In my work with leaders at all stages of their careers, I am often asked about mentoring.  As I reflect on those conversations, there are four questions that I am regularly asked:

  1. Why would I need a mentor?
  2. How can I find a mentor?
  3. What exactly is the mentor's role? What is mine?
  4. How do I get the best from my mentor relationship?

This series of blog posts will answer each of these questions. For now, let’s focus on question #1.

Why would I need a mentor?

Wherever you are in your career, my guess is that your success has been influenced by the advice and guidance of others—whether it was direct feedback from a boss, observing colleagues, lessons learned from a teacher at school or university, advice from your parents, the list goes on.  All of us seek the guidance from those we trust and respect, and these relationships are invaluable in helping us to successfully navigate the world of work.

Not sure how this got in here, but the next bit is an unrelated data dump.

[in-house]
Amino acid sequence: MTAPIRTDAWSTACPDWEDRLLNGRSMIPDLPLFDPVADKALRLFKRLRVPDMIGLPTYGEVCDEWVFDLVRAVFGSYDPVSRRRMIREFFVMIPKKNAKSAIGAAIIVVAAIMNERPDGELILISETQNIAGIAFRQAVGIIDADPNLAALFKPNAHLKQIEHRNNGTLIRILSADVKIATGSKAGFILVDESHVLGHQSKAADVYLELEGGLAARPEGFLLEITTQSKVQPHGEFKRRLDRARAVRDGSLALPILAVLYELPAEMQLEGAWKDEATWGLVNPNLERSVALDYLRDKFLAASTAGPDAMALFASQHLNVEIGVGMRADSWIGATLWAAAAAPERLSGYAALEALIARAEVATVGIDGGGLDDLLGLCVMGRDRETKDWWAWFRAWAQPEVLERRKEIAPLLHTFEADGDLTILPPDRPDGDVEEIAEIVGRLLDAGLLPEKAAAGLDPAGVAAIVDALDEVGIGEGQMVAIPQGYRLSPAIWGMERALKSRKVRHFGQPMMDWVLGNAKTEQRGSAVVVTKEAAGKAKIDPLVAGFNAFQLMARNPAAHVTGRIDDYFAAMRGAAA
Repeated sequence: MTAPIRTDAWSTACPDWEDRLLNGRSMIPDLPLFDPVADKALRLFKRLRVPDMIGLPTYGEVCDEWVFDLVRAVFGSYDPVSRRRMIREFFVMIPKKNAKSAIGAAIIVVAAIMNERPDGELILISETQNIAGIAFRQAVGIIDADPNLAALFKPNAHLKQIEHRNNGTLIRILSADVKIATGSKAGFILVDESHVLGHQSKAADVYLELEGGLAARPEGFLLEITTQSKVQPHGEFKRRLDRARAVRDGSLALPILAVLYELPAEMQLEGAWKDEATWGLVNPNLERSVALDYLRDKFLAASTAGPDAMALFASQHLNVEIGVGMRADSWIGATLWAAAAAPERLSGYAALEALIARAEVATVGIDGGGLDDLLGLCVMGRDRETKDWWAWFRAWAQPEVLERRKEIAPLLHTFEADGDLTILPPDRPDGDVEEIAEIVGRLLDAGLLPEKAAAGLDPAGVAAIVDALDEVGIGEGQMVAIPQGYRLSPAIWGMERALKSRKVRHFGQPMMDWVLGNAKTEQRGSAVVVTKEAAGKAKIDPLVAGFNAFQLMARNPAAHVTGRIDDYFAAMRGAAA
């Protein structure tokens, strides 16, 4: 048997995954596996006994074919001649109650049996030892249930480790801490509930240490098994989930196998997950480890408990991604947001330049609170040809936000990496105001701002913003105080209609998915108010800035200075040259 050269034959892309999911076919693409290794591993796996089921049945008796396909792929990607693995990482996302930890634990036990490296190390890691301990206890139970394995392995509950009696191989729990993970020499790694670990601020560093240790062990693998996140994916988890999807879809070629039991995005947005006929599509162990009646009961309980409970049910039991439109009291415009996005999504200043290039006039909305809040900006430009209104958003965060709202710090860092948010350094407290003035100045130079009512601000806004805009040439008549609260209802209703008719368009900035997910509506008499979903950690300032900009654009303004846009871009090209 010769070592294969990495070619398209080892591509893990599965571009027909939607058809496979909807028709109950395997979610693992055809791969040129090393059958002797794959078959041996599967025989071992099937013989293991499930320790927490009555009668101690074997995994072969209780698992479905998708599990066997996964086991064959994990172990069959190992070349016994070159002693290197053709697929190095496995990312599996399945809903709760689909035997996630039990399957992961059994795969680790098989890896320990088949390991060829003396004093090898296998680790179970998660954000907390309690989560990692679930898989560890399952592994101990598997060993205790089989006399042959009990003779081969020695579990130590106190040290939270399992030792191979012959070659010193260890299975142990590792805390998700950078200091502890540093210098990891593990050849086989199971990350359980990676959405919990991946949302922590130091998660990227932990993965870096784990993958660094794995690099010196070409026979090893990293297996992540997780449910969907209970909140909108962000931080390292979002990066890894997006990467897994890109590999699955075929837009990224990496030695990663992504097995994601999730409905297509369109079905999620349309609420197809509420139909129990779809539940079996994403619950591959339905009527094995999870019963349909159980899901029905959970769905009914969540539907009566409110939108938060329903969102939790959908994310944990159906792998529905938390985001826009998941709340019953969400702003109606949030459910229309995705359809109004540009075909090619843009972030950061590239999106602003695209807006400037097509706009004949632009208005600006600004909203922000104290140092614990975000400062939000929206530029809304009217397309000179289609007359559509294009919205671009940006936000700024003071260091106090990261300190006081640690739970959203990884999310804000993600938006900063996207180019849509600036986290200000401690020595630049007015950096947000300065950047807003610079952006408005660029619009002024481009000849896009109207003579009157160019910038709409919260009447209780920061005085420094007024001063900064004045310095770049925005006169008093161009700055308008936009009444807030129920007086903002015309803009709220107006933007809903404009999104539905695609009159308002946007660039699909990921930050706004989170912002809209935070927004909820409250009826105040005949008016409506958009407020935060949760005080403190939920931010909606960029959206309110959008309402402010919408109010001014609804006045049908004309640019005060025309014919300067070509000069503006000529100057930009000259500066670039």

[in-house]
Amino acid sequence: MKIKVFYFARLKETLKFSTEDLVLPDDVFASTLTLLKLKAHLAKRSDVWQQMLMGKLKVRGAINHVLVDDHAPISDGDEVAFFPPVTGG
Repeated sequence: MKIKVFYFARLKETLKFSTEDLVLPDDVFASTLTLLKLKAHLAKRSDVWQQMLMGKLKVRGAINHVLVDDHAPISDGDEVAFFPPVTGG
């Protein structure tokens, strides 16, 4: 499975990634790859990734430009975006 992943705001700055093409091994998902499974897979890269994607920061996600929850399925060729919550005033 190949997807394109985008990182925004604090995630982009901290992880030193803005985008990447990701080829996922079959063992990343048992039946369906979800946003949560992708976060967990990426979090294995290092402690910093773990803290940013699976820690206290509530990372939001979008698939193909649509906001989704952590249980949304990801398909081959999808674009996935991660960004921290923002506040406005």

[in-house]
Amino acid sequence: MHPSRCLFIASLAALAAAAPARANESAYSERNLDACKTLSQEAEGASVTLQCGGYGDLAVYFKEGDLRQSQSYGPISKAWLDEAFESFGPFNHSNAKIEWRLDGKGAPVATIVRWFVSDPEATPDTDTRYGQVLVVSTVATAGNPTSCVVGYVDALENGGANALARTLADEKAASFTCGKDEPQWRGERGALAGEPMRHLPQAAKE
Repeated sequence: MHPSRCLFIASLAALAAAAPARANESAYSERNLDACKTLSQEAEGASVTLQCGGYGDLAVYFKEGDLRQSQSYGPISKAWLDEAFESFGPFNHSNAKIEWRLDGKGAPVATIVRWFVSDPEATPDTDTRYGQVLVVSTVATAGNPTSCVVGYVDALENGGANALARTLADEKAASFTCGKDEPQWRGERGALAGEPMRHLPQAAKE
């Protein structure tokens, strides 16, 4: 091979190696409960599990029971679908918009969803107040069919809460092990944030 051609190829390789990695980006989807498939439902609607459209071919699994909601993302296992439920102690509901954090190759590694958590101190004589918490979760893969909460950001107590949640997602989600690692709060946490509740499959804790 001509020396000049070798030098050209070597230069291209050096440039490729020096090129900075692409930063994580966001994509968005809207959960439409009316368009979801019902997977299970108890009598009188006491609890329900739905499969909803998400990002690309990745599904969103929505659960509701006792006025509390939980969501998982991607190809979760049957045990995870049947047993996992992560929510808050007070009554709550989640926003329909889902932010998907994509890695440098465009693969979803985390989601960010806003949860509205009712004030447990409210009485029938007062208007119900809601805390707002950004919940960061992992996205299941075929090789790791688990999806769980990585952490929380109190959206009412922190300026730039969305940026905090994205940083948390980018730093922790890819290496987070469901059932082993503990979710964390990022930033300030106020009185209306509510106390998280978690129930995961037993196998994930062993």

Mentoring is a process by which you benefit from the experience and knowledge of someone in support of your own goals. Choosing to work with a mentor is a more formal approach to your development. 

A mentor acts as a sounding board. They provide a perspective that can help you overcome roadblocks to success. They can suggest options or new courses of action that you may not otherwise have considered. 

There are easily identifiable transitions when you might consider working with a mentor. Maybe you have been:

  • promoted to a new leadership level or are looking to move to a new level
  • transitioned into a new role or company
  • challenged with delivering a business-critical, high-stakes goal that you cannot afford to fail
  • moved to a new location, city, state, or country
  • tackled a new project that you are not the subject matter expert
  • provided with feedback that you need to learn or develop a particular skill or competency
  • gone through a major organizational change or reorganization.

Think back through your career: Is there a time when have you could have benefited—or did benefit—from working with a mentor?

And remember, a mentor relationship is an opportunity to learn and grow—for both you and your mentor.